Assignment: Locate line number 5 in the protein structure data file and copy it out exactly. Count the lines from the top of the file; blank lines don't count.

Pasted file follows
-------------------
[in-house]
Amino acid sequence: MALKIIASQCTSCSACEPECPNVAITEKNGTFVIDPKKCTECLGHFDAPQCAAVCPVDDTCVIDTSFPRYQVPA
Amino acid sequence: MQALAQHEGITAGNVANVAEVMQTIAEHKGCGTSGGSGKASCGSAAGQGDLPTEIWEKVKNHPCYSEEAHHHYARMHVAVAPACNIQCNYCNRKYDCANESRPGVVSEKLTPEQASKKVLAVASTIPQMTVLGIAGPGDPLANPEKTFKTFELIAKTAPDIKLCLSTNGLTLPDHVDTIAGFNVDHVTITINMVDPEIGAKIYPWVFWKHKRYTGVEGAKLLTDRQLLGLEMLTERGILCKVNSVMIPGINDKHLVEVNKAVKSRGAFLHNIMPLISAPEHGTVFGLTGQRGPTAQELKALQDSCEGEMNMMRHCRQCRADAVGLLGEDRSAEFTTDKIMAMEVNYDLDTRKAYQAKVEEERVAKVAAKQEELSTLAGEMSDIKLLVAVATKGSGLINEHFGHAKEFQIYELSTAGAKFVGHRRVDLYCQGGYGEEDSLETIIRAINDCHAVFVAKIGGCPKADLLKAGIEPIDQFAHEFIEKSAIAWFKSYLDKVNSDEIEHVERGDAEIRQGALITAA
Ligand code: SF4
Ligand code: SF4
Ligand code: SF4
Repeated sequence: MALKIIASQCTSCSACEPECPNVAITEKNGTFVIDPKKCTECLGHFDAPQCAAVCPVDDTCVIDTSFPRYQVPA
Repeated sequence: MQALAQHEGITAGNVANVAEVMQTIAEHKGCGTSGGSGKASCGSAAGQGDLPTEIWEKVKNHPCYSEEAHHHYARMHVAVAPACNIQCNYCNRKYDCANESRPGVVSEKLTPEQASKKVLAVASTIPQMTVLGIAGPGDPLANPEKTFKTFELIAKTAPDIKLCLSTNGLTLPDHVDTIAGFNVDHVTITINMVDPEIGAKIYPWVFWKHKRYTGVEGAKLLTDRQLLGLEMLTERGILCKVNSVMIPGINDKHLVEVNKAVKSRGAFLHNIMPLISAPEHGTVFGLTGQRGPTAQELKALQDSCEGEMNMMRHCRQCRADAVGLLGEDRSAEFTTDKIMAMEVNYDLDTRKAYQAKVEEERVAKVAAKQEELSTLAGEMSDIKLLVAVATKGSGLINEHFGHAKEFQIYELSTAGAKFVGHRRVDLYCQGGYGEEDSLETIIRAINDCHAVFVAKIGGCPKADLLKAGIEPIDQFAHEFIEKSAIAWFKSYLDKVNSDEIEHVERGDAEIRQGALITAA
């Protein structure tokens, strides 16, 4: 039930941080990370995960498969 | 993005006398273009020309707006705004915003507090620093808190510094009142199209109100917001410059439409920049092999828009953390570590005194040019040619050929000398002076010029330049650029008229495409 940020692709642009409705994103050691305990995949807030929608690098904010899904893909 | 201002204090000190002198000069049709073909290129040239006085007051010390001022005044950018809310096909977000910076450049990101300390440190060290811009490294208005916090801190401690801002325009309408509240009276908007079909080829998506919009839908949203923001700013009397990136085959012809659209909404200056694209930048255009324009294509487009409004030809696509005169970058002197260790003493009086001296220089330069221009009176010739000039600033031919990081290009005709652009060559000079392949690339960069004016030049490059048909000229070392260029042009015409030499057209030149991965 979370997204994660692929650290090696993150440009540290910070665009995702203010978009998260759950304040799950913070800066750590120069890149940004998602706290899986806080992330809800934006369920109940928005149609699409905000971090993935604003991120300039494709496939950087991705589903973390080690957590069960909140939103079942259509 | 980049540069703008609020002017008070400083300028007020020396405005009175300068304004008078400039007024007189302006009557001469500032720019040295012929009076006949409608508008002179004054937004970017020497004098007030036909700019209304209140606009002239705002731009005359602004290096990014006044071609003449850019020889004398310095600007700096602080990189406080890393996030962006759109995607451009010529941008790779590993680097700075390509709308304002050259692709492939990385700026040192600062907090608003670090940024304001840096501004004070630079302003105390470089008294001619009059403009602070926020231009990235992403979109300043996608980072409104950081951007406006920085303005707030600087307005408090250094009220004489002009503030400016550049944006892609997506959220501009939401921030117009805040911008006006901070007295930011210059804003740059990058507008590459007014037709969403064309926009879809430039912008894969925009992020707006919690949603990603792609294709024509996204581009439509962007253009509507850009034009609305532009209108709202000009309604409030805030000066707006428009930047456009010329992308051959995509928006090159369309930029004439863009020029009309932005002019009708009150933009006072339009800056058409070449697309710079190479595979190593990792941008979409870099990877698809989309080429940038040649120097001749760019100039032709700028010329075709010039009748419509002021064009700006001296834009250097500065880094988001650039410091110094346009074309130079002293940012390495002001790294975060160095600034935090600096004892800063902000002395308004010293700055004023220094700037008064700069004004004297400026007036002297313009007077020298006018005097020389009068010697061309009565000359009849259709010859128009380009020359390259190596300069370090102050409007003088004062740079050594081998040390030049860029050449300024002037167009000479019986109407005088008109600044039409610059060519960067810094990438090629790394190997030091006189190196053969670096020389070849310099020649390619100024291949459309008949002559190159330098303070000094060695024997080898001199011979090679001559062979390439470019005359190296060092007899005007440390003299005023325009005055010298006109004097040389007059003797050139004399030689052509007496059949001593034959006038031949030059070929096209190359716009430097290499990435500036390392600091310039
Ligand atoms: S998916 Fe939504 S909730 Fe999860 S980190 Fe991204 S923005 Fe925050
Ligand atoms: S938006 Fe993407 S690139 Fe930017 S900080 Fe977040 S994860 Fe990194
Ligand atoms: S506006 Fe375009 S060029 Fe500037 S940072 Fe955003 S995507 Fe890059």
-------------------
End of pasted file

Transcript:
Ligand code: SF4